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Vitamin K in Horse Diets

Gray horse grazing in pasture

Vitamin K is one of the fat-soluble vitamins, meaning it can be stored up in the body.

The main function of this vitamin is for blood clotting to occur, which we all know is critical to our accident-prone horses!

The one use that most people will ever personally see Vitamin K administered for, is if the family dog happens to ingest rat poison, at which point the dog will receive an injection of Vitamin K from the vet. Rat poison functions by limiting the clotting ability of the blood, thus basically causing internal bleeding and eventual death of the animal. Vitamin K injections help restore the clotting ability, hopefully in time to reverse any damage.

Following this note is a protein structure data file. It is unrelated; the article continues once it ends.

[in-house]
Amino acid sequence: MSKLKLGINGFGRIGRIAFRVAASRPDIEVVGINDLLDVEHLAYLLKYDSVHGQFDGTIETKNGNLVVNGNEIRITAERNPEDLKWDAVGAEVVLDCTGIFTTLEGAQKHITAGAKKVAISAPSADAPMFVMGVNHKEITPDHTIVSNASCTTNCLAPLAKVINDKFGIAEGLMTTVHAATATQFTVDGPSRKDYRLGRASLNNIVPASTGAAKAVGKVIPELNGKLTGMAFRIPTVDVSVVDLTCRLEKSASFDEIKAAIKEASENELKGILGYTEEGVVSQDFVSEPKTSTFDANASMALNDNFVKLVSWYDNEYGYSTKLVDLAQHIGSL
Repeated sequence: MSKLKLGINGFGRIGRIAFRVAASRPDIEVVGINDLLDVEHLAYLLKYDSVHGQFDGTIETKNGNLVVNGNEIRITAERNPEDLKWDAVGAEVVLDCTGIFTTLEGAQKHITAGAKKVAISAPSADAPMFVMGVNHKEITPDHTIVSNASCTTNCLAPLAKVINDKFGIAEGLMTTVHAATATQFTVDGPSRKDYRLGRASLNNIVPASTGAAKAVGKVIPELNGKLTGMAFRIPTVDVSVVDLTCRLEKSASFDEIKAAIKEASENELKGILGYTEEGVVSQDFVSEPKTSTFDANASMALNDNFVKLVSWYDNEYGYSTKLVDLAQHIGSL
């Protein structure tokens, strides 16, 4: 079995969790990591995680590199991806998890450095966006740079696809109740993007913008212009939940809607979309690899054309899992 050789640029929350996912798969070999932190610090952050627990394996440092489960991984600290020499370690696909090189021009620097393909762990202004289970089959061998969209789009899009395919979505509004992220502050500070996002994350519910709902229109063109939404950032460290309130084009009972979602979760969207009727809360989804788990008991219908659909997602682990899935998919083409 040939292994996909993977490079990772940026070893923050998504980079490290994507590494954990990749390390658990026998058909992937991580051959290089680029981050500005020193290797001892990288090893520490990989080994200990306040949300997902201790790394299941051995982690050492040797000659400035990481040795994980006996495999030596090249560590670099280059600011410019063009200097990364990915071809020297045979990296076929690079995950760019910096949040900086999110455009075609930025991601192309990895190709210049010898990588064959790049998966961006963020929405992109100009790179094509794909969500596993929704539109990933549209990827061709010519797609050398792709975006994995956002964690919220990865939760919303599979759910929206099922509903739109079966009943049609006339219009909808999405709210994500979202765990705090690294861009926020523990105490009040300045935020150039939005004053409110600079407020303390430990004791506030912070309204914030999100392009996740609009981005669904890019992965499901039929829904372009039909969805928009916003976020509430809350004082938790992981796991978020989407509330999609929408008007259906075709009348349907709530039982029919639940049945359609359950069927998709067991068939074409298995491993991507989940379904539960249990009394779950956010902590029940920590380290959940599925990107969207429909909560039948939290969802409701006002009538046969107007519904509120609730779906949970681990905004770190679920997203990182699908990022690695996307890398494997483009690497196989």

In horses, forage sources and the bacterial activity in the gut upon ingestion of adequate forage produces enough Vitamin K, and thus it is not generally supplemented in the diet. Toxicities and deficiencies can occur, but are very rare.